For Immediate Release
The Situation for Aboriginal People under Federal Sentence Remains Unacceptable
Lack of sustained progress needs to be addressed by dedicated senior leadership and enhanced accountability
OTTAWA, November 13, 2009 – An independent report commissioned by the Office of the Correctional Investigator (OCI) released today confirms that the situation of Aboriginal offenders under federal sentence in Canada remains unacceptable. To address this problem, the OCI once again calls for the appointment of a Deputy Commissioner for Aboriginal Corrections to the Executive Committee of the Correctional Service of Canada. The Correctional Investigator of Canada, Mr. Howard Sapers, commented: "Today my message is clear – given the urgency of the situation, I call upon the Service to do the right thing and immediately appoint a Deputy Commissioner for Aboriginal Corrections."
The Report, authored by Michelle Mann and entitled Good Intentions, Disappointing Results: A Progress Report on Federal Aboriginal Corrections, documents the fact that correctional outcomes for Aboriginal offenders continues to lag significantly behind those of non-Aboriginal offenders on nearly every indicator. On comparison, Aboriginal offenders tend to be:
- released later in their sentence (lower parole grant rates)
- over-represented in segregation populations
- more likely to have served previous youth and/or adult sentences
- more often held to warrant expiry
- classified as higher risk and higher need
- more likely to reoffend and have their conditional release revoked more often.
The Report indicates that Aboriginal people are disproportionately overrepresented in federal correctional populations – despite representing only 4% of the Canadian population, Aboriginal people comprise 20% of the total federal offender population. One in five new admissions to federal corrections is now a person of Aboriginal descent. Among women offenders, the over-representation is even more dramatic – one in three federally sentenced women is Aboriginal. Aboriginal rates of incarceration are now approaching nine times the national average. Demographic projections suggest that disproportionate rates of incarceration of Aboriginal peoples will continue well into the next decade.
The Report acknowledges that many of the circumstances contributing to high rates of Aboriginal incarceration – e.g. poverty, social exclusion, substance abuse, discrimination – go well beyond the capacity of the Correctional Service to address in isolation. Although CSC does not have control over the number of Aboriginal offenders sentenced by the courts, as the Report makes clear, it has exclusive jurisdiction – and a legal mandate – to ensure Aboriginal people under federal sentence are given every opportunity to access culturally sensitive programming and safely return to their communities. On both points, the federal correctional service is not doing all it can for Aboriginal offenders and their communities.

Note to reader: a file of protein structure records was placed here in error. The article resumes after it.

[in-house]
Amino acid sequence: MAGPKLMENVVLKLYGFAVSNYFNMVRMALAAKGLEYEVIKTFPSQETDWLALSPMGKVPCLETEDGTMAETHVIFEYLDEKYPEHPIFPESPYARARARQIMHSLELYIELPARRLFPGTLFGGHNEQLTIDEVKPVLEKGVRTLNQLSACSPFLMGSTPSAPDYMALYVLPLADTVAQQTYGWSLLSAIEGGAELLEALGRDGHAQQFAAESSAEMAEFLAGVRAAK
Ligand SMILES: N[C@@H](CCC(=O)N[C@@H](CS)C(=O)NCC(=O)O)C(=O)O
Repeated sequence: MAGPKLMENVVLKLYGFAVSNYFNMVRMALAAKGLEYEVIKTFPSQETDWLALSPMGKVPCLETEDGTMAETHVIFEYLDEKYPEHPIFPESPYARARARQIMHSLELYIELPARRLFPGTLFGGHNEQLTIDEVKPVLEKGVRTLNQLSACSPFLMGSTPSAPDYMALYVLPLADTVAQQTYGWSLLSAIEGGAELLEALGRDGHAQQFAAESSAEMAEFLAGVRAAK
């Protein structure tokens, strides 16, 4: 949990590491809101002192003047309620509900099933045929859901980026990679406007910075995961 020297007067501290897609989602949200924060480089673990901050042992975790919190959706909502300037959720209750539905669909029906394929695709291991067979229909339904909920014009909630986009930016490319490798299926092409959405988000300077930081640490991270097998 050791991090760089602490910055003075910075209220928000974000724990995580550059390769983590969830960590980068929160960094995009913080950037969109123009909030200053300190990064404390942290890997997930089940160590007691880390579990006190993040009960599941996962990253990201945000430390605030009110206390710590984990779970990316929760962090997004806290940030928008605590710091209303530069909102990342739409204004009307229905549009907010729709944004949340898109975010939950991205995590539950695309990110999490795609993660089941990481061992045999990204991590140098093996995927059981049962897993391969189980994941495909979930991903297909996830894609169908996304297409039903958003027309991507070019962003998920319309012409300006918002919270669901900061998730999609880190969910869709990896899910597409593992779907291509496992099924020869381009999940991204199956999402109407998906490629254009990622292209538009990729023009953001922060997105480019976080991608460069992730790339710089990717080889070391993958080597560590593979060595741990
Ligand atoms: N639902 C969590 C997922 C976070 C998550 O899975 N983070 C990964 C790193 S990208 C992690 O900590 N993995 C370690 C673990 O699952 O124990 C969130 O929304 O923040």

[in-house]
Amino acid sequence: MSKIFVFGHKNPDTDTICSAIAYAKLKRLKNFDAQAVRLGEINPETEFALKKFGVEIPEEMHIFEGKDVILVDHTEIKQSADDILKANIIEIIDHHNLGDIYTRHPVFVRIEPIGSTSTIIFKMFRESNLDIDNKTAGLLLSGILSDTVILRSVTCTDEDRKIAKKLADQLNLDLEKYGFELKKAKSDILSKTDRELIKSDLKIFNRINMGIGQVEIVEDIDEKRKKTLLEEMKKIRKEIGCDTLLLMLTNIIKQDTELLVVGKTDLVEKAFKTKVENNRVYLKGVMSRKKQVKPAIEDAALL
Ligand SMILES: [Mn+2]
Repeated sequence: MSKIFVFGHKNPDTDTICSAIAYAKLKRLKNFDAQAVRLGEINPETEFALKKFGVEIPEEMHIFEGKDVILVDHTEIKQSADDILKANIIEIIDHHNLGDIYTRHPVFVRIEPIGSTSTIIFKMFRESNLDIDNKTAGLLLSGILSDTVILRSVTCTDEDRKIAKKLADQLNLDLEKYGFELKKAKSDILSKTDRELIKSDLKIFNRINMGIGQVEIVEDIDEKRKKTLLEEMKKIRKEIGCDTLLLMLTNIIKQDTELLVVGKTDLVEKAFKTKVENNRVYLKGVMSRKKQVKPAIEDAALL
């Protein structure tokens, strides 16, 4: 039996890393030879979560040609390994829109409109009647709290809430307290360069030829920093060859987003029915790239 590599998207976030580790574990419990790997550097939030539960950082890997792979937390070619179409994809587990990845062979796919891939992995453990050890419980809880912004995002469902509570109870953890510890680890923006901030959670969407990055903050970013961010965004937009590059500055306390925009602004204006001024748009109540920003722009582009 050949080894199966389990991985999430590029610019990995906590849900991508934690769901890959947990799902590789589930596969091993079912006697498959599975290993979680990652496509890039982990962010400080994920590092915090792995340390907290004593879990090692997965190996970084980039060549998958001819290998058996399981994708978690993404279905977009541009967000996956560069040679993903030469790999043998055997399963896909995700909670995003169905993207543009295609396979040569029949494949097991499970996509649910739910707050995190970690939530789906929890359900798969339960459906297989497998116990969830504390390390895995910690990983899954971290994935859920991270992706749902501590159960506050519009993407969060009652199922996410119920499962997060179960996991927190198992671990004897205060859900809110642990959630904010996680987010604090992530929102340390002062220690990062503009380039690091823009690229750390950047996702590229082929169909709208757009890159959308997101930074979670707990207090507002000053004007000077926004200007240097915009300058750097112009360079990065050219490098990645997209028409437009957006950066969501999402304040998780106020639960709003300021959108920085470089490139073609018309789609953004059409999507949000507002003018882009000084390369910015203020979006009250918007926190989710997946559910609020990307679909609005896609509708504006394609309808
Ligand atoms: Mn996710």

As Ms. Mann observes, "ongoing gaps in outcomes between Aboriginal and non-Aboriginal offenders raise serious questions pertaining to whether the good intentions underlying CSC strategies and policies in Aboriginal corrections are translating to results."
Among other findings, the Mann Report documents the following:
- limited use of legislative provisions designed to enhance Aboriginal reintegration, including under-utilization of Healing Lodges
- shortage of Elders and dedicated Aboriginal program delivery officers
- inconsistent access to Aboriginal programming
- lack of an Aboriginal anti-gang management strategy
- lack of an Aboriginal-sensitive classification instrument
- absence of statistical evidence indicating progress or improvement in managing Aboriginal offenders
- lack of capacity to address the unique social and historical circumstances contributing to Aboriginal offending
Noting these disturbing findings, the Correctional Investigator has released the Report pursuant to Section 180 of the Corrections and Conditional Release Act. "As I indicated to the Minister of Public Safety in writing, one of the reasons that the Service has struggled to properly address the needs of Aboriginal offenders under federal sentence is the lack of dedicated and focused leadership at the very highest levels of the organization." Mr. Sapers continued: "The appointment of a Deputy Commissioner for Aboriginal Corrections, a recommendation that I repeated in my latest Annual Report, would address a serious governance and accountability gap in the Service's public commitment to improve outcomes for Aboriginal offenders."
The Correctional Investigator is mandated by an Act of Parliament to be an independent ombudsman for federal offenders. This work includes ensuring that systemic areas of concern are identified and addressed. To access all of the findings and recommendations contained in this year's Annual Report, as well as other reports, including a recent series on deaths in custody, visit www.oci-bec.gc.ca.
For more information contact:
Ivan Zinger, Executive Director and General Counsel
(613) 990-2690; Ivan.Zinger@oci-bec.gc.ca
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